In the eyes of its elected officials and top government employees, Howard County is the best county in the state.
Last week, some of the county's top officials, including County Executive Ken Ulman, Police Chief Bill McMahon and Budget Administrator Ray Wacks, got to share some of the reasons why with officials from other counties throughout the state. The three all served as panelists during education sessions held Aug. 15-18 at the annual Maryland Association of Counties summer conference in Ocean City.
Some in the audience were impressed with the Howard leaders' advice. Others still had doubts.
"I think your county executive has a very good mind set on this issue," Wayne Strausburg, Wicomico County's director of administration said after Ulman spoke during the final education session of the conference, a discussion regarding county government collaboration on school board budgets. "I was impressed with his approach and I'd really like to see that approach across the state."
Ulman, one of three panelists that led the discussion, talked about the millions of dollars his administration has saved by collaborating with the Howard County Board of Education to find various cost savings in its operating budget.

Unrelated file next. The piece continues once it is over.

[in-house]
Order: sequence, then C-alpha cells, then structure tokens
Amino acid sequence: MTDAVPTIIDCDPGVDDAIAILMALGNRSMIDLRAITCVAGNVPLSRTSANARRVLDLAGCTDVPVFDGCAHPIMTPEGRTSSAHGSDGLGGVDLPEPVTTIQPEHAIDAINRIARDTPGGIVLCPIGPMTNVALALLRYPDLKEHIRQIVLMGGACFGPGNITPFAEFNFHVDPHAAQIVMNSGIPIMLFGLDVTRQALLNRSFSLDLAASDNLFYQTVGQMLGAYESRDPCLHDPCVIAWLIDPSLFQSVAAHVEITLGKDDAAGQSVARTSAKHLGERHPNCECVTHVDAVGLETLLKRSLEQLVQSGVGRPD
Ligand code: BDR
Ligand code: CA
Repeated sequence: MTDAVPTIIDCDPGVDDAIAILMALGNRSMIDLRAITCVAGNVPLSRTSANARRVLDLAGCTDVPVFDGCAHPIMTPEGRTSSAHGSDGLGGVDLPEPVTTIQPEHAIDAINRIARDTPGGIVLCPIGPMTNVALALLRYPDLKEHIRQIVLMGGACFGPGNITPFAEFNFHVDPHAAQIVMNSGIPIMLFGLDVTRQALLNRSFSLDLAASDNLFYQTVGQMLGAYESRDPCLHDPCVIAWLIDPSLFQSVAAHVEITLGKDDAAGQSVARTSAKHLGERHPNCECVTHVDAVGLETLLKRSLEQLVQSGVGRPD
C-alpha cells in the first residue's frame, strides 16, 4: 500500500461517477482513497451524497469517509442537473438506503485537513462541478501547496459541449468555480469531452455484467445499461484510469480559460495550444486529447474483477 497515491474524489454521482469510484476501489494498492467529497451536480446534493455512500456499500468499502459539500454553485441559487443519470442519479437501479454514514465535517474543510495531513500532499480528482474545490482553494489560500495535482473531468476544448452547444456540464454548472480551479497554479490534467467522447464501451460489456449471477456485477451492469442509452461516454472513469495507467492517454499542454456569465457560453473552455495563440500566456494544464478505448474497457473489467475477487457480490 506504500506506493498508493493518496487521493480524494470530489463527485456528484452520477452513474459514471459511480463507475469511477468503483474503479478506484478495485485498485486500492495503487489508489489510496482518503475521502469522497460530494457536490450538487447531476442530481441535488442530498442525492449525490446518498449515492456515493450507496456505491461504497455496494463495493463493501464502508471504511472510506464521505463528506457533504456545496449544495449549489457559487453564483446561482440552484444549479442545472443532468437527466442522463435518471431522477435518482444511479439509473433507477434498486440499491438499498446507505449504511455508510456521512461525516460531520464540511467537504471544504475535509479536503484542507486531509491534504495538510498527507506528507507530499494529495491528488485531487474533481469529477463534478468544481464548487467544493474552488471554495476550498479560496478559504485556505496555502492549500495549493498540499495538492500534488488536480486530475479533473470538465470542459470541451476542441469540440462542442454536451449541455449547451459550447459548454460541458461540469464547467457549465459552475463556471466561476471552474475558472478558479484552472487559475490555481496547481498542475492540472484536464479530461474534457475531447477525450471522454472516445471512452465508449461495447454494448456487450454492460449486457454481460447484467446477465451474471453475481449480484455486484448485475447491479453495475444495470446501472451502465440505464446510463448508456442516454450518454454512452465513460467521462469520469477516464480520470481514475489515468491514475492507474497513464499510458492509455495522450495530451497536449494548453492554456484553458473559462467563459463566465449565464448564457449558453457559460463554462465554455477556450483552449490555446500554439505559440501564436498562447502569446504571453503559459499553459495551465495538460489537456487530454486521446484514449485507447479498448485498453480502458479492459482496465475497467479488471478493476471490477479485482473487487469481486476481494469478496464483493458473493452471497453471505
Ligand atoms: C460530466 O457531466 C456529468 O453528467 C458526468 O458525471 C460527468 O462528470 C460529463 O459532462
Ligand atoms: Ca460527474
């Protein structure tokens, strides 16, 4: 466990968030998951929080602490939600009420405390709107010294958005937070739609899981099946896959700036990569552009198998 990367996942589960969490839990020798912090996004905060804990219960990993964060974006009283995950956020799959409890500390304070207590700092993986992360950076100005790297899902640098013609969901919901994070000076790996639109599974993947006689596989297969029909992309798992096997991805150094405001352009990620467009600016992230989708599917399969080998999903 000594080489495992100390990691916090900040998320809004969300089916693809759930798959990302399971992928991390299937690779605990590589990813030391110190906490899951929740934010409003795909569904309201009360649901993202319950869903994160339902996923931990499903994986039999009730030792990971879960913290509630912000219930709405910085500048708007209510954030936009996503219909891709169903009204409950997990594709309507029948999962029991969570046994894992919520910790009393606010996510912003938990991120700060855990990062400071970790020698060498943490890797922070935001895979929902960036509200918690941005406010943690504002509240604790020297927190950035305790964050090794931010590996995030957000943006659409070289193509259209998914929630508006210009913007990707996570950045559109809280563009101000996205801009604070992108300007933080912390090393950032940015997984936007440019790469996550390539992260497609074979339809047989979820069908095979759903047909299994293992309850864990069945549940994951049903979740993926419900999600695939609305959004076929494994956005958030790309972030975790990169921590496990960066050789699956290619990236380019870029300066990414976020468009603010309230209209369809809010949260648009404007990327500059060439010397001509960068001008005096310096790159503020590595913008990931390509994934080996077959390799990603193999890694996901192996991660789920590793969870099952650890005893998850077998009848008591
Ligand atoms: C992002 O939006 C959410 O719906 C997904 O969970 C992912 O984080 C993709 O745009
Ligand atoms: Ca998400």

He gave several examples of savings: $500,000 a year by eliminating the county cable television station and sharing the school system's cable service provider; $30,000 a year by having the school system fill up its vehicles at the county fleet maintenance facility; $10,000 a year by sharing responsibilities for athletic field maintenance, among others.
Though many of the initiatives Ulman discussed were ones he started early in his first term as county executive, he said he continues to look for ways in which the county government and the school system can find efficiencies. For example, the county has took a lead role in the rollout of the statewide broadband network, which will pull schools across the region onto the same network and allow the county to save at least $1 million from pulling of leased lines.
"I'm a big believer in putting the right incentives in the right places to be effective," Ulman said.